Specifically, Education Management, which operates the Art Institutes, Argosy University and other schools, is being accused of rewarding admissions officials with commissions and bonuses for bringing in unfit students that could be used to win more federal aid. According to the New York Times, recruiters for the company's stable of schools were even encouraged to enroll students who were illiterate or clearly under the influence of drugs. In one case, a recruiter signed up a new student for an online course even though they made it clear they didn't own a computer. The case is currently making its way through the courts.

The Bottom Line
While these are, without a doubt, some of the most scandalous cases of fraud to ever rankle America's colleges and universities, they certainly won't be the last. This year, national student debt is expected to surpass $1 trillion. With student loans being cited by experts across the country as the next big bubble to burst, it's only a matter of time before another case of mass fraud is discovered in the cradle of higher education.

Related Articles
  1. Savings

    6 Ways to Save Money on College Supplies

    Tuition and room and board are big expenses, yes, but the cost of textbooks and supplies can add up, too, unless you strategize.
  2. Investing Basics

    Toshiba's Accounting Scandal: How It Happened

    Learn how Toshiba's corporate culture and lax internal controls led to an accounting scandal that ended with the resignation of the company's CEO.
  3. Professionals

    Is Your Financial Advisor Looking Out for You?

    Financial advisors sometimes aren't looking out for clients' best interests. Regulators are scrutinizing their practices; investors should too.
  4. Savings

    Using Your 529 Savings to Study Abroad

    With studying abroad no longer cheap, families may find that a 529 plan college-savings account can fund educational travel. Tip: Read the fine print.
  5. Savings

    Which Gets Priority: Retirement or College Fund?

    On a tight budget? Wondering which to contribute to – your retirement or your kid's college fund? Here's expert help on how best to allocate your savings.
  6. Credit & Loans

    Why Fannie Mae And Freddie Mac Might Be In Trouble

    Fannie Mae and Freddie Mac are under increased scrutiny as debates continue about conservatorship, share price, and profit allocations.
  7. Professionals

    Are You Sure You Aren't Ponzi Scheme-Susceptible?

    Anyone can be a victim of a Ponzi scheme — even the most financially literate. Here's how to avoid the next Madoff.
  8. Professionals

    7 Cybersecurity Tips for Advisors

    The digital age has created a new breed of thief who can break into client files at any time, but there are ways to minimize risk exposure.
  9. Professionals

    Tips for Protecting Clients from Scammers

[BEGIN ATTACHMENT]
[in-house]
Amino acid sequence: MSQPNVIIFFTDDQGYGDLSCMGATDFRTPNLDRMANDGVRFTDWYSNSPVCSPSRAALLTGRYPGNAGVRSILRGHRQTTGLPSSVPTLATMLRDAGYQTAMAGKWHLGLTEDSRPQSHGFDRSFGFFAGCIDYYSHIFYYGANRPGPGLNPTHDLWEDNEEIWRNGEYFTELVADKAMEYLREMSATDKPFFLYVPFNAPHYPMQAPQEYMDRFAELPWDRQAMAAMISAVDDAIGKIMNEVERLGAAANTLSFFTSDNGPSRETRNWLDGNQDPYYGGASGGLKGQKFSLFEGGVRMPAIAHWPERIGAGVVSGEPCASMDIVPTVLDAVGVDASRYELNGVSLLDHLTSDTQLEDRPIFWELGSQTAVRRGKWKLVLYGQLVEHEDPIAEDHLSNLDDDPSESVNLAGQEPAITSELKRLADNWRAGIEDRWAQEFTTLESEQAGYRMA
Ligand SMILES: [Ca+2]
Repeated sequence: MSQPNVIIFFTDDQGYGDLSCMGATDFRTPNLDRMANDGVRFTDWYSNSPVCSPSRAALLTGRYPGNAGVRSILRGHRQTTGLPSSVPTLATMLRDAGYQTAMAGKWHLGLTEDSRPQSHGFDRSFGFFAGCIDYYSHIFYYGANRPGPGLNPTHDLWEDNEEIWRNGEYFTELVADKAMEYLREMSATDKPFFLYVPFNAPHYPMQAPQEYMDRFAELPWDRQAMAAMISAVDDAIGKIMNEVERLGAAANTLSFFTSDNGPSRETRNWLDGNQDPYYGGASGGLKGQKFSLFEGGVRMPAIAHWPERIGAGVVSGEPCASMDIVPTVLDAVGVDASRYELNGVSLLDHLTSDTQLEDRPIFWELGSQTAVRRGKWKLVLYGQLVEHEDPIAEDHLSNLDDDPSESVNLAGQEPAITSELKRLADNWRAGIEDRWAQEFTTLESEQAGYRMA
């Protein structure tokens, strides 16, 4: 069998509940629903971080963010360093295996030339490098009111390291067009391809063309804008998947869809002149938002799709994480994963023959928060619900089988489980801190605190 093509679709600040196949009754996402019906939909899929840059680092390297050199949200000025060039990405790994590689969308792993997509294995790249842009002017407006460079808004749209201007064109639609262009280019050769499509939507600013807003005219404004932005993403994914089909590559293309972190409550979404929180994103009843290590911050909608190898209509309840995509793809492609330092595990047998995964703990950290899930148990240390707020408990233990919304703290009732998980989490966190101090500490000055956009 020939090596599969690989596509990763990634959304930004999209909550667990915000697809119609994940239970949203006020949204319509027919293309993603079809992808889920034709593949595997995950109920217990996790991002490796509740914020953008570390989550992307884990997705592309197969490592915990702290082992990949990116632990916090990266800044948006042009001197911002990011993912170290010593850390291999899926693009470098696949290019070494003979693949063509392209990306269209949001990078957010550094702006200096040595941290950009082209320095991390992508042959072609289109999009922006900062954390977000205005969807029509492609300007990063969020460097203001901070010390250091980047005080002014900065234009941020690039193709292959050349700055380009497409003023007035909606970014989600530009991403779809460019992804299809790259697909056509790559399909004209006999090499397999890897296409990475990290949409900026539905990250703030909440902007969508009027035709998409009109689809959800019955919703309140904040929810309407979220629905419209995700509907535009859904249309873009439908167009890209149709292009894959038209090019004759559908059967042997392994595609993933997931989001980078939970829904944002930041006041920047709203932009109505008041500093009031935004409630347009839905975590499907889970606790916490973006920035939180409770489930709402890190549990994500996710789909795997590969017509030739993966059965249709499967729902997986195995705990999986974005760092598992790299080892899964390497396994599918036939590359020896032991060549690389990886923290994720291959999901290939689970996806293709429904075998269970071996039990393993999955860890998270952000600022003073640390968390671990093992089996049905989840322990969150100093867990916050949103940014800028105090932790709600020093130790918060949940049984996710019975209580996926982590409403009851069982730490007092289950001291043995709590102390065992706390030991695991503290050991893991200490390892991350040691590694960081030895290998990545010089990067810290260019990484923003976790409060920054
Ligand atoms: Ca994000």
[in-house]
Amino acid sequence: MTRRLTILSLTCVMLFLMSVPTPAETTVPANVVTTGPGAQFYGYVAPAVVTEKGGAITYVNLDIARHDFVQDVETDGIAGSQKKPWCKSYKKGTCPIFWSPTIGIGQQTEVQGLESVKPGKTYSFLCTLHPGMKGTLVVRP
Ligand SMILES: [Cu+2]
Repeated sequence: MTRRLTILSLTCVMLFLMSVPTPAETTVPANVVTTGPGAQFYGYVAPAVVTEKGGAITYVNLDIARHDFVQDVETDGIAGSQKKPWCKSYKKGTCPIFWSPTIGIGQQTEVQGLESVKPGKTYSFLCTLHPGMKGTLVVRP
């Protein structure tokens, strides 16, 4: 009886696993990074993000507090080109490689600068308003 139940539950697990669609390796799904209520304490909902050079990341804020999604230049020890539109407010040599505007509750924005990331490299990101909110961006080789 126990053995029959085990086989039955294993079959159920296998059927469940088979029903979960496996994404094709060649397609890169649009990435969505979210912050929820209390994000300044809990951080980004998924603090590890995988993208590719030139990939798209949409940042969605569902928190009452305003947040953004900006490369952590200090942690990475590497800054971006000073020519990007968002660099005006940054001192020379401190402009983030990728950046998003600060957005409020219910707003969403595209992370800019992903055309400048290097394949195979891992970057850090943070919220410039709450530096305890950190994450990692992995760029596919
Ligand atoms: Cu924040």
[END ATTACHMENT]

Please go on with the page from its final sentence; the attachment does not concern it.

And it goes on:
Predators now have more access to vulnerable clients than ever before; advisors should communicate with clients to better spot potential scams.
  10. Investing News

    Why FIFA Can't Give the 2022 World Cup to Qatar

    Learn about the high price tag for the 2022 World Cup in Qatar, along with allegations of human rights abuses and bribery scandals in the bidding process.
  1. Black Money

    Money earned through any illegal activity controlled by country ...
  2. Good Student Discount

    An auto insurance policy discount available to young drivers ...
  3. Whartonite

    A graduate of the Wharton School of Business at the University ...
  4. Credit Card Dump

    The unauthorized copying of all the information contained in ...
  5. PIN Cashing

    A type of fraud in which a stolen credit card or debit card is ...
  6. Carding Forum

    A website dedicated to the sharing of stolen credit card numbers. ...
  1. Can I use my IRA to pay for my college loans?

    If you are older than 59.5 and have been contributing to your IRA for more than five years, you may withdraw funds to pay ... Read Full Answer >>
  2. Can I use my 401(k) to pay for my college loans?

    If you are over 59.5, or separate from your plan-sponsoring employer after age 55, you are free to use your 401(k) to pay ... Read Full Answer >>
  3. What are some high-profile examples of wash trading schemes?

    In 2012, the Royal Bank of Canada (RBC) was accused of a complex wash trading scheme to profit from a Canadian tax provision, ... Read Full Answer >>
  4. What are the best MBA programs for corporate finance?

    Opinions vary based on which publications you consult, but the best MBA programs for a career in corporate finance are at ... Read Full Answer >>
  5. How should a whistleblower report unlawful or unethical behavior?

    Whistleblowing takes many forms. A whistleblower could expose government corruption, expose unethical business behavior or ... Read Full Answer >>
  6. How do insurance companies use a whistleblower?

    Fraudulent claims are among the most prevalent and serious business risks that insurance companies face. Many consumers have ... Read Full Answer >>

You May Also Like

Trading Center

You are using adblocking software

Want access to all of Investopedia? Add us to your “whitelist”
so you'll never miss a feature!